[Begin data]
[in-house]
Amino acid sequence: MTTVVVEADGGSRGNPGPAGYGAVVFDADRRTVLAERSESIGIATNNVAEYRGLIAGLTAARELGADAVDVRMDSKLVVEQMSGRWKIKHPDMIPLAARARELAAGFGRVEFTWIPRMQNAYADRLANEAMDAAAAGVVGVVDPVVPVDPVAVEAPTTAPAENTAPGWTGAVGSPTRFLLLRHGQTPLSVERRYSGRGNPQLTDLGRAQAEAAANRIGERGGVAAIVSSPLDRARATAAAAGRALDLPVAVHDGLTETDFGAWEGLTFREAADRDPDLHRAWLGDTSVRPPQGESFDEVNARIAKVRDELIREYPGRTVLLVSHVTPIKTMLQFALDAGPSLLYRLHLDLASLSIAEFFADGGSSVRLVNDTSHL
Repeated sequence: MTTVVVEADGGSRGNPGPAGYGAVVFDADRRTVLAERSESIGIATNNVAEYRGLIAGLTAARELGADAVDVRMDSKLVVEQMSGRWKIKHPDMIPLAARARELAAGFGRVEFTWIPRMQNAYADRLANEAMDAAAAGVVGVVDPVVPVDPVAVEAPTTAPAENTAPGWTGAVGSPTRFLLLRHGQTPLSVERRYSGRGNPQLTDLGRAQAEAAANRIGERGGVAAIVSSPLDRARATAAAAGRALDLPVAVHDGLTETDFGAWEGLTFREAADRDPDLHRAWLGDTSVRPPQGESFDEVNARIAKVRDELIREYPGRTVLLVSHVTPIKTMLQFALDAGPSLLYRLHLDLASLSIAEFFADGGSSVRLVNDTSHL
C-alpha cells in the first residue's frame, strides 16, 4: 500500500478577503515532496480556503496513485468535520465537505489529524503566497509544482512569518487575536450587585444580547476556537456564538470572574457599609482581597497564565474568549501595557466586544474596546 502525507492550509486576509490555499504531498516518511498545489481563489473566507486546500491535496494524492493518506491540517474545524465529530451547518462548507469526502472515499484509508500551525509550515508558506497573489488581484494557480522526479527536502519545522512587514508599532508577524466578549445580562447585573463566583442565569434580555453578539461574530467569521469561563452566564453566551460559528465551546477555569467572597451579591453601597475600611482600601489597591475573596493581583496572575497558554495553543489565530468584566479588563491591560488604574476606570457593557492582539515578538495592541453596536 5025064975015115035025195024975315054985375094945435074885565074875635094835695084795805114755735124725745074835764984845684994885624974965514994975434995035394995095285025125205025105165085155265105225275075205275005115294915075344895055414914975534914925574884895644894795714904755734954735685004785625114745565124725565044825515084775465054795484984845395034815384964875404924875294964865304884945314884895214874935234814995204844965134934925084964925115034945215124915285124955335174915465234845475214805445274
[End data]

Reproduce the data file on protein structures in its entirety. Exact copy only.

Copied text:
[in-house]
Amino acid sequence: MTTVVVEADGGSRGNPGPAGYGAVVFDADRRTVLAERSESIGIATNNVAEYRGLIAGLTAARELGADAVDVRMDSKLVVEQMSGRWKIKHPDMIPLAARARELAAGFGRVEFTWIPRMQNAYADRLANEAMDAAAAGVVGVVDPVVPVDPVAVEAPTTAPAENTAPGWTGAVGSPTRFLLLRHGQTPLSVERRYSGRGNPQLTDLGRAQAEAAANRIGERGGVAAIVSSPLDRARATAAAAGRALDLPVAVHDGLTETDFGAWEGLTFREAADRDPDLHRAWLGDTSVRPPQGESFDEVNARIAKVRDELIREYPGRTVLLVSHVTPIKTMLQFALDAGPSLLYRLHLDLASLSIAEFFADGGSSVRLVNDTSHL
Repeated sequence: MTTVVVEADGGSRGNPGPAGYGAVVFDADRRTVLAERSESIGIATNNVAEYRGLIAGLTAARELGADAVDVRMDSKLVVEQMSGRWKIKHPDMIPLAARARELAAGFGRVEFTWIPRMQNAYADRLANEAMDAAAAGVVGVVDPVVPVDPVAVEAPTTAPAENTAPGWTGAVGSPTRFLLLRHGQTPLSVERRYSGRGNPQLTDLGRAQAEAAANRIGERGGVAAIVSSPLDRARATAAAAGRALDLPVAVHDGLTETDFGAWEGLTFREAADRDPDLHRAWLGDTSVRPPQGESFDEVNARIAKVRDELIREYPGRTVLLVSHVTPIKTMLQFALDAGPSLLYRLHLDLASLSIAEFFADGGSSVRLVNDTSHL
C-alpha cells in the first residue's frame, strides 16, 4: 500500500478577503515532496480556503496513485468535520465537505489529524503566497509544482512569518487575536450587585444580547476556537456564538470572574457599609482581597497564565474568549501595557466586544474596546 502525507492550509486576509490555499504531498516518511498545489481563489473566507486546500491535496494524492493518506491540517474545524465529530451547518462548507469526502472515499484509508500551525509550515508558506497573489488581484494557480522526479527536502519545522512587514508599532508577524466578549445580562447585573463566583442565569434580555453578539461574530467569521469561563452566564453566551460559528465551546477555569467572597451579591453601597475600611482600601489597591475573596493581583496572575497558554495553543489565530468584566479588563491591560488604574476606570457593557492582539515578538495592541453596536 5025064975015115035025195024975315054985375094945435074885565074875635094835695084795805114755735124725745074835764984845684994885624974965514994975434995035394995095285025125205025105165085155265105225275075205275005115294915075344895055414914975534914925574884895644894795714904755734954735685004785625114745565124725565044825515084775465054795484984845395034815384964875404924875294964865304884945314884895214874935234814995204844965134934925084964925115034945215124915285124955335174915465234845475214805445274